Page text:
You are here

Session Guitar: Technology Can't Help You Sound Better if Practice Is What You Really Need

Session Guitar: Technology Can't Help You Sound Better if Practice Is What You Really Need

A while ago, I was asked if I were interested in writing an article, possibly monthly, on technology. I declined.

Technology can certainly influence the sound of music. It also can influence the creation of music. But we have choices to make in our lives. A simple left or right turn can alter your future forever.

My choice was not an easy one (There was money involved), but my ultimate goal would not be compromised. I declined. Here's why:

I am in the studios. I am a musician. I know the realities intimately. I know that the 500 amps for sale are all basically the same. I know the current lineup of boutique, (EXPENSIVE) small amps are cool for some situations but are just another marketing fad! We've had small, 10-watt amps for years.

I know a guitar is a guitar, whether it has four, five, six, seven or eight strings. How are the notes you are playing ... the music? I do not believe Pro Tools is the best recording platform made. I do not believe a Mac or a PC will help you create better music. I do not believe Beat Detective should be used when a competent, inspired, grooving drummer is available. I do not believe perfect drum samples can replace the feel of a great drum track, even improperly recorded.

I do not believe amp modeling is "there" yet, but it is getting close. However, the best amp models will not make you a better musician. I know what is used in real studios with real budgets. Most of the technology that makes a sonic difference is 60 years old. But those pieces are used for sonic purposes.

A tube mic, in a tube pre, in a tube compressor will not make a vocalist sing in tune. (I have seen and used a vocal setup recently that you would have to mortgage your house to afford, only to have the track be tuned to death). I am never going to be a salesman. I'd be fired by lunch.

Get a good guitar and take lessons and practice. Buy yourself a laptop with an extra hard drive or two and get some software you can afford. THEY ALL DO THE SAME SHIT. Buy a mic or two. Whatever you can afford that is decent. If it is not perfect, maybe you will create a new sound. Get an amp or modeler. I personally do not care.

THE NOTES YOU PLAY AND THE SONG YOU WRITE MATTER WAY MORE! Get a keyboard controller or actual piano or synth. By the way, if the song and musicianship blows with drums, bass, piano, guitar and vocals, ALL THE SEXY PRODUCTION WILL NOT FIX IT. It may mask it. But will not make it better. THE SONG WILL CHALLENGE PHYSICS ITSELF AND SUCK AND BLOW AT THE SAME TIME.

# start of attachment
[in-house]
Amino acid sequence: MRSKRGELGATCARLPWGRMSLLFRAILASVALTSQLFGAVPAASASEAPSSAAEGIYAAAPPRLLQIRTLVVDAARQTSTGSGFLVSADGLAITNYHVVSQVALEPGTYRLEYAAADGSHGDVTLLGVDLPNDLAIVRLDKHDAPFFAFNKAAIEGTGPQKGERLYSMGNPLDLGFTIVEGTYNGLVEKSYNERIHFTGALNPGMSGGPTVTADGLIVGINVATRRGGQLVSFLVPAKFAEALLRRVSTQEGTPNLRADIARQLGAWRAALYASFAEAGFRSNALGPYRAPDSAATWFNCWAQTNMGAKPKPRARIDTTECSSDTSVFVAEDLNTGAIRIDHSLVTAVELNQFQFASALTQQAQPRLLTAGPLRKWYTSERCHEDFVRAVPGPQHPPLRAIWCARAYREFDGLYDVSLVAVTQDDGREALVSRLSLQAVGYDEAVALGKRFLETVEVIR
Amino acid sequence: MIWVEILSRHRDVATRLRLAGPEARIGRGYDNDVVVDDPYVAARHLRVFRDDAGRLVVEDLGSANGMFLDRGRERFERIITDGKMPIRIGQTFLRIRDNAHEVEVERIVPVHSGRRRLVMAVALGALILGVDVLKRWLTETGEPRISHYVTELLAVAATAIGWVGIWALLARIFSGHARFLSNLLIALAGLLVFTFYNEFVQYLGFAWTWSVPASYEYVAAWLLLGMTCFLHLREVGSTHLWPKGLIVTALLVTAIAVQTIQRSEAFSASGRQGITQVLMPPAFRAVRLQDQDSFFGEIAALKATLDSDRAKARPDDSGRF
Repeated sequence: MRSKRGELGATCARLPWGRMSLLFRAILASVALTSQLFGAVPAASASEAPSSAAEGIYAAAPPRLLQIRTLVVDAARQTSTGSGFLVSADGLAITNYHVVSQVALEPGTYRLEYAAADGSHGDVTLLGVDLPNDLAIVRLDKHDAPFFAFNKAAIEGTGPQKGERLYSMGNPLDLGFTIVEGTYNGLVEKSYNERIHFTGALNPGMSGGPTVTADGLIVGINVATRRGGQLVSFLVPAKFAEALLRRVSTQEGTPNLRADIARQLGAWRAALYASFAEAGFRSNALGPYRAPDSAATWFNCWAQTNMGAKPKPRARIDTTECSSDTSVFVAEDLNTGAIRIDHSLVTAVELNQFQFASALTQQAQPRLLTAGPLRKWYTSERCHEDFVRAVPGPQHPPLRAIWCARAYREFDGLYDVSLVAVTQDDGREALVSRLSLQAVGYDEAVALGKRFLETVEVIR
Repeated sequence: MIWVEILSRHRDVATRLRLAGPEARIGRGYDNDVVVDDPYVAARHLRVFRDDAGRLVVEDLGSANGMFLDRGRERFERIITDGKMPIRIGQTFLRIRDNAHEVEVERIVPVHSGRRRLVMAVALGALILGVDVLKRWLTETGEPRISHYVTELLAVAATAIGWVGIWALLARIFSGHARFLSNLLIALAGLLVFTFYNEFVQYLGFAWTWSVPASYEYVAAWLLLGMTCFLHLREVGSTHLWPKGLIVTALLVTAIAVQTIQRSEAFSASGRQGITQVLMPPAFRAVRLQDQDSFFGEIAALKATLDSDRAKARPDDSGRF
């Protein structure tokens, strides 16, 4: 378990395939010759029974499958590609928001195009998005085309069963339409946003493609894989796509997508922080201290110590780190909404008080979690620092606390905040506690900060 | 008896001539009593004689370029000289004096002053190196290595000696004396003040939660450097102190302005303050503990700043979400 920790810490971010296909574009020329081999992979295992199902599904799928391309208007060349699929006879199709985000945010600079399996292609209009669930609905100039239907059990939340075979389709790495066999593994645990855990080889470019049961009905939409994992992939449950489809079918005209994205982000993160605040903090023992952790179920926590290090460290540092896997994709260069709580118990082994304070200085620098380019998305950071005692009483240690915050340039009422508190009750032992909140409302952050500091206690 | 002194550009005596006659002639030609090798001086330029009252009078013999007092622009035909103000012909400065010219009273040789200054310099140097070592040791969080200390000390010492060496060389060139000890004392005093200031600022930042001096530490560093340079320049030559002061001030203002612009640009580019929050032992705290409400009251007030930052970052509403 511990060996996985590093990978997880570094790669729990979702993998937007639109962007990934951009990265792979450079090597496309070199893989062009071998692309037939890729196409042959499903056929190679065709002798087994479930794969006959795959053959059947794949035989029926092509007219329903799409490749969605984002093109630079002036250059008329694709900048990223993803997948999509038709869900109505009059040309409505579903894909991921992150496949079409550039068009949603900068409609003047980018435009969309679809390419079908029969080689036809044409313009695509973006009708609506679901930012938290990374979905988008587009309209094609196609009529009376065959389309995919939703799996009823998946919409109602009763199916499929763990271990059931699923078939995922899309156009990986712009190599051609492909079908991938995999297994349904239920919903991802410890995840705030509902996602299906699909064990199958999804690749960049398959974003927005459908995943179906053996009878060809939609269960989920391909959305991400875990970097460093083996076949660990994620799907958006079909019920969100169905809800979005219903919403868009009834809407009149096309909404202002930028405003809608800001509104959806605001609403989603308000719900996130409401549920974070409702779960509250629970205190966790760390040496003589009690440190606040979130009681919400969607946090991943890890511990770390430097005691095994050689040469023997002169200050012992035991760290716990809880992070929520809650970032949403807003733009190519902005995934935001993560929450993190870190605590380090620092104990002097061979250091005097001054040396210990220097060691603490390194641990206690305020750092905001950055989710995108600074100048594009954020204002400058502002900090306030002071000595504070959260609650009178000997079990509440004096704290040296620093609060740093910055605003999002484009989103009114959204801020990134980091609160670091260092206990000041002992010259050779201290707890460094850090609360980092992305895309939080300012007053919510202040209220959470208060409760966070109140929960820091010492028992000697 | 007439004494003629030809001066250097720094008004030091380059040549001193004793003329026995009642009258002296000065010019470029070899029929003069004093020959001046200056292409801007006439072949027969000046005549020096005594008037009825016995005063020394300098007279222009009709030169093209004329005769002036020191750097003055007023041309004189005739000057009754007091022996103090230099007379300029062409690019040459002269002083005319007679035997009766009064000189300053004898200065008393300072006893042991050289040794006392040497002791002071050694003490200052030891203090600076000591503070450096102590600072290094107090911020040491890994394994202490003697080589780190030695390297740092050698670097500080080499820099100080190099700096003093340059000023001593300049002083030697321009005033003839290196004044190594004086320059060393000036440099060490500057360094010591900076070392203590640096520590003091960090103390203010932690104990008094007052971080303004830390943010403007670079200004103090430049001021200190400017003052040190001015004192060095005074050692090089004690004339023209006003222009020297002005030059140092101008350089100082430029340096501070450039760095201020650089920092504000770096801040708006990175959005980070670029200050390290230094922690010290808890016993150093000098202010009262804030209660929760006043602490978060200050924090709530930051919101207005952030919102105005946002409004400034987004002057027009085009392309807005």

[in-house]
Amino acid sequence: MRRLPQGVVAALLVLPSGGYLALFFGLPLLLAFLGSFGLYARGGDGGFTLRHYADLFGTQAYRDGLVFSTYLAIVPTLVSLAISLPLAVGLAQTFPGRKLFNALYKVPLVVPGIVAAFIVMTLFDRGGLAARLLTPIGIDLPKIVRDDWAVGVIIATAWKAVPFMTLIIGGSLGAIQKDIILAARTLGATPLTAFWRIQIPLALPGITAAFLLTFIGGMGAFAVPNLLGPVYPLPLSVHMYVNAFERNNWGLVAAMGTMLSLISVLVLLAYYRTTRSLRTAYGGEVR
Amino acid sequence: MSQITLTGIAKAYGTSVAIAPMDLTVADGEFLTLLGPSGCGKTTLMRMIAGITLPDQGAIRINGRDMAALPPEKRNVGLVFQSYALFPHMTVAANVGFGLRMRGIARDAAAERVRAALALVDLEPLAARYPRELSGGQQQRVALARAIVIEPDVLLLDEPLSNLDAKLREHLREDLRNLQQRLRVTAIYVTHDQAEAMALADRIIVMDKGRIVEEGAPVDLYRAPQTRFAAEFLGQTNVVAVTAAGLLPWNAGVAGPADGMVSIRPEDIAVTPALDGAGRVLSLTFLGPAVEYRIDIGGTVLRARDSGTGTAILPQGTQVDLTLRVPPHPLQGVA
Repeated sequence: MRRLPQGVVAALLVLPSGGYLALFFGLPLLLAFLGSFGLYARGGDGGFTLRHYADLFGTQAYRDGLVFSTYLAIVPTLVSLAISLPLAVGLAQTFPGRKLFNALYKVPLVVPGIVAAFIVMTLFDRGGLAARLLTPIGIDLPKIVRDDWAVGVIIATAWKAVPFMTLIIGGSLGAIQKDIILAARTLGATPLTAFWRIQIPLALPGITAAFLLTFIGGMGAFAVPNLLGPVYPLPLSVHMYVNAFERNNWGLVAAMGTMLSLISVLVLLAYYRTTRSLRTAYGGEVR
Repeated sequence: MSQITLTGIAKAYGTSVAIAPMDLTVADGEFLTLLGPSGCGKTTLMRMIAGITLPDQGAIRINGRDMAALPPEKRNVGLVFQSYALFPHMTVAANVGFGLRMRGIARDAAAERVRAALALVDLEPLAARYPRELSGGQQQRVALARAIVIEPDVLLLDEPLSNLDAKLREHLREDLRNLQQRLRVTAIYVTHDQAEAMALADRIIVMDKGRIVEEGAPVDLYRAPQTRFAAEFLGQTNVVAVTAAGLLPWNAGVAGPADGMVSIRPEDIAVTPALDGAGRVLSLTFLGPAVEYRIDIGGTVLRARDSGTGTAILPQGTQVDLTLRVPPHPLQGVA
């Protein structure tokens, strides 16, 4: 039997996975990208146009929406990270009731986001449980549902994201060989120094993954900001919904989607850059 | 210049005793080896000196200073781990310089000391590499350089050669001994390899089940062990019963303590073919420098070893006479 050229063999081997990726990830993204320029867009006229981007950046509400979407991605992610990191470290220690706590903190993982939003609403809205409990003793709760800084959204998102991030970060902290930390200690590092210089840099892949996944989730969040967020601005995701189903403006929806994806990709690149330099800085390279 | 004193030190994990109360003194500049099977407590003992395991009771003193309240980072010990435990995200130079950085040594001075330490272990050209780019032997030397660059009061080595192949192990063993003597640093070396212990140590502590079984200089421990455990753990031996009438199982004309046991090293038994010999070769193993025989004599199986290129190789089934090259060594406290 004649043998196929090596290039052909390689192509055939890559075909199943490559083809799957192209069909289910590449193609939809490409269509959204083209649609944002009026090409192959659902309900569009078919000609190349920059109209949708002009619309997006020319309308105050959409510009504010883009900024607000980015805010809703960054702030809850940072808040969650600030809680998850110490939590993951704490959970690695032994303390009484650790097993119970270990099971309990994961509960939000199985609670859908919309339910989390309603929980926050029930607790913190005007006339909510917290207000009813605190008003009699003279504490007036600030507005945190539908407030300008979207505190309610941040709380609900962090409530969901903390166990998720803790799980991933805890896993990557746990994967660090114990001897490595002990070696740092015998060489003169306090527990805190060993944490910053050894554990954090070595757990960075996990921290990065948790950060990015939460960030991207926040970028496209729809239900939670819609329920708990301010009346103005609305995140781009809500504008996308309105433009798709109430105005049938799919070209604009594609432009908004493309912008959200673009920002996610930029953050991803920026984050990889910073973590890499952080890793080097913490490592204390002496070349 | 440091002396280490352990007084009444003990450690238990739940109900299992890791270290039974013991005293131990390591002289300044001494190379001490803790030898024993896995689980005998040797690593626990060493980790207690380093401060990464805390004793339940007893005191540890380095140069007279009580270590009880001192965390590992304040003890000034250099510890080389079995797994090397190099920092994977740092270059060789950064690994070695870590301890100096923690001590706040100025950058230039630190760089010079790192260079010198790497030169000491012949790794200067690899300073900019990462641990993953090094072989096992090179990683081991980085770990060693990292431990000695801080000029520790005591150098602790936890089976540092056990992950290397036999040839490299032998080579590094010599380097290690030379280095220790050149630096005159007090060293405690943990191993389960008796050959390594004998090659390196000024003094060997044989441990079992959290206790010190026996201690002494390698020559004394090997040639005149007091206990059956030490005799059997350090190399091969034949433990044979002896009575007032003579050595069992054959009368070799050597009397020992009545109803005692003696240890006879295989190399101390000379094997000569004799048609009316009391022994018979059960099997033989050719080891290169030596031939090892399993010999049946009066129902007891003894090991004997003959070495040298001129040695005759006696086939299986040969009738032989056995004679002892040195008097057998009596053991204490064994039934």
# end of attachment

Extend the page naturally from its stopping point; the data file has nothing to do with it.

Write a good song. Rewrite that song as many times as it takes to make it as good as you can. Then practice it. Learn the parts. Experiment. Play it live and see if it touches anyone. Experiment. Ask fellow musicians to play on the song. Collaborate. Have fun. Enjoy the process, the journey. It is a lifelong one.

No piece of modern technology will replace a well-crafted instrument played by a well-schooled musician who happens to possess a certain degree of creativity and inspiration. My contention is we have become a slave to the sexiness of technology!

Homework: Stop dreaming of that new amp, guitar, software, mic, whatever. Throw away those music catalogs you just received in the mail, and practice. Then dream. Then practice. Then create.

FINAL QUESTION: Please discuss below. How much of today's "music" will still be played as much as the music of the '40's to the '70s in 60 years?

Till next time ...

Ron Zabrocki on Ron Zabrocki: I’m a session guitarist from New York, now living in Connecticut. I started playing at age 6, sight reading right off the bat. That’s how I was taught, so I just believed everyone started that way! I could pretty much sight read anything within a few years, and that aided me in becoming a session guy later in life. I took lessons from anyone I could and was fortunate enough to have some wonderful instructors, including John Scofield, Joe Pass and Alan DeMausse. I’ve played many jingle sessions, and even now I not only play them but have written a few. I’ve “ghosted” for a few people that shall remain nameless, but they get the credit and I got the money! I’ve played sessions in every style, from pop to jazz.

Stevie Ray Vaughan Plays "Texas Flood," Gets Booed at 1982 Montreux Jazz Fest